1874 Hong Kong typhoon

The 1874 Hong Kong Typhoon was the third-worst typhoon to ever hit Hong Kong, striking during the night of September 22, 1874 and the morning of September 23, 1874.

1874 Hong Kong typhoon
Meteorological history
FormedSeptember 22, 1874 (1874-09-22)
DissipatedSeptember 23, 1874 (1874-09-23)
Lowest pressure950 hPa (mbar); 28.05 inHg
Overall effects
FatalitiesAt least 17,000
Damage$5.5 million (1874 USD)
Areas affectedQing China, British Hong Kong, Portuguese Macau

Part of the 1874 Pacific typhoon season

Meteorological history


The Colony experienced a period of low pressure, typical of the eye of a typhoon. From 08:00 PM, winds raged and howled with ear-deafening sounds, alongside the painful cries of many people who had become homeless. The typhoon increased in strength steadily up to 02:15 AM on September 23. Modern analysis in 2017 indicated that this great typhoon passed approximately 50 to 60 km to the south of Hong Kong at its closest approach, similar to Hato in 2017. The typhoon began weakening after 03:00 AM.

Data taken from the ship Ava on the 22nd and 23rd of September, 1874, in Hong Kong harbor[1]
Local time Barometer Thermometer Wind direction Wind strength Metereological conditions
Midday 755 32°C Cloudy
5 PM 750 30°C N. N. W. Strong winds Dark clouds
6:30 PM 748 28°C » Cold breeze Thick clouds
7:30 PM 748 » N. 1/4 N. W. Cold breeze; intermittent winds Light rain
8 PM 747 » » Frequent gusts of wind
9 PM 746 » E Strong winds blowing Very cold
10 PM 744 » » Stronger gusts of wind Heavy rain
11 PM 742 » » Even stronger gusts of wind
11:30 PM 740 » »
Midnight 735 » »
12:30 AM 733 » N. N. E. Strong winds blowing Harsh cold
1 AM 730 27°C N. E. Raging winds Incessant rain
1:12 AM 728 » » Stormy
1:30 AM 727 » E. N. E. Stormy
2 AM 726 26°C »
2:08 AM 728 » E Strong winds blowing Very cold
3 AM 731 » E. S. E.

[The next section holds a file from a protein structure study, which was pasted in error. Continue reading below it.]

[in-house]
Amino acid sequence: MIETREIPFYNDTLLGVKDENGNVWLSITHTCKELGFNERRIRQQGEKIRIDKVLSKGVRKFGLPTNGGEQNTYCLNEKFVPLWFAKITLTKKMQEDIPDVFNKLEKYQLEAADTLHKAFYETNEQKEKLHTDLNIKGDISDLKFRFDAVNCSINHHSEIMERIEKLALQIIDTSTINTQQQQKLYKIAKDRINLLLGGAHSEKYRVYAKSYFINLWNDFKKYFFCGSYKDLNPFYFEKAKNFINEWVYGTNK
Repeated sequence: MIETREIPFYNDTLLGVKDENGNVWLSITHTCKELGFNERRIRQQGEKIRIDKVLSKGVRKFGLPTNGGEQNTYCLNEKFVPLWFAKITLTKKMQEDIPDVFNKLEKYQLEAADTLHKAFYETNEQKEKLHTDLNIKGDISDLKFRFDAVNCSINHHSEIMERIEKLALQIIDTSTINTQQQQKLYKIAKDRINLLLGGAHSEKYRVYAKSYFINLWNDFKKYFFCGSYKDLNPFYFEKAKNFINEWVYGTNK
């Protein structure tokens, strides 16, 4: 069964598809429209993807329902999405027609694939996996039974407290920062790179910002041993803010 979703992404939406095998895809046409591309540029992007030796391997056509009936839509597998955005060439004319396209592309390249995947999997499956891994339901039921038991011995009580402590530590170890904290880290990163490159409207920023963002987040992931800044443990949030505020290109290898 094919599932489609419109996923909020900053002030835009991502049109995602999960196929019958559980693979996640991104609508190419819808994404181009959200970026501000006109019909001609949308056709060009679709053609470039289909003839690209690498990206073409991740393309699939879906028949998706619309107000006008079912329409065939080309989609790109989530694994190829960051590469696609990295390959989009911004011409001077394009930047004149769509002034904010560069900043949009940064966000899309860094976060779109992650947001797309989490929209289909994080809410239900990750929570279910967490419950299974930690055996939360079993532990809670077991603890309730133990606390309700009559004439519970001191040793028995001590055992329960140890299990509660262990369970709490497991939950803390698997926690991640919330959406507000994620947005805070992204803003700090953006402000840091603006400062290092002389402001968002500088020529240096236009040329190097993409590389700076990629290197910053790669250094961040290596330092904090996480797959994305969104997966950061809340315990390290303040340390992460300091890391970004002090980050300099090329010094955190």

3 AM, a few minutes later 735 » S. E. More frequent gusts of wind Cold
8 AM 753 » Gentle breeze Clear skies





In Kwangtung province, at least 10,000 people died in the storm, with some reporting up to 100,000.[2]

Hong Kong

Aftermath of the typhoon in Yau Ma Tei. Photo by Lai Afong.
Aftermath of the typhoon. Photo by Lai Afong.

The typhoon hit Hong Kong with "unprecedented violence"[3] and left no less than 2,000 people injured.

Some adventurers went out to the Praya at 11:00 PM and found themselves knee deep in the water and risked being washed away by the waves hitting the shore. They were forced to retreat by 01:00 AM as the winds were reaching a new high. The East Point on Causeway Bay recorded a water level 4 feet above its average. Many stores and shops, even far away from the Praya waterfront were flooded and water damaged.

The storm's two-hour impact had injured and killed many in the Colony. Telegraphic communication was interrupted and communication with Hong Kong Island was cut for a time. The town had sustained great loss, its roads were deserted and strewn with debris, house roofs were ruined, windows shattered and walls fallen and cables and gas pipes were blown away and trees uprooted.



The small Portuguese colony received extreme damage from the typhoon. The barometer reported the pressure of 28 inHg (950 hPa). The damaged steamer Poyang arrived in Hong Kong, reporting that the city was destroyed. Buildings around Praia Grande were destroyed,[4] leaving the coast with sand. The streets and houses in the colony were annihilated. Fortaleza do Monte was damaged, with a torn off roof and collapsed walls.[5] St. Joseph's Seminary and Church was nearly destroyed, with two walls remaining.[6] 300,000 patacas worth of goods were destroyed in the storm, tea and olive oil being the costliest. It was estimated that over 5,000 people have died in Macau, and damages costs around 400,000 patacas. Around 2,000 ships were also sunk during the storm.[7] The damage in the colony were reportedly worse than Paris during Franco-Prussian War, or the recent earthquake in the Philippines.[5] It was considered the worst storm to hit Macau in history.[7]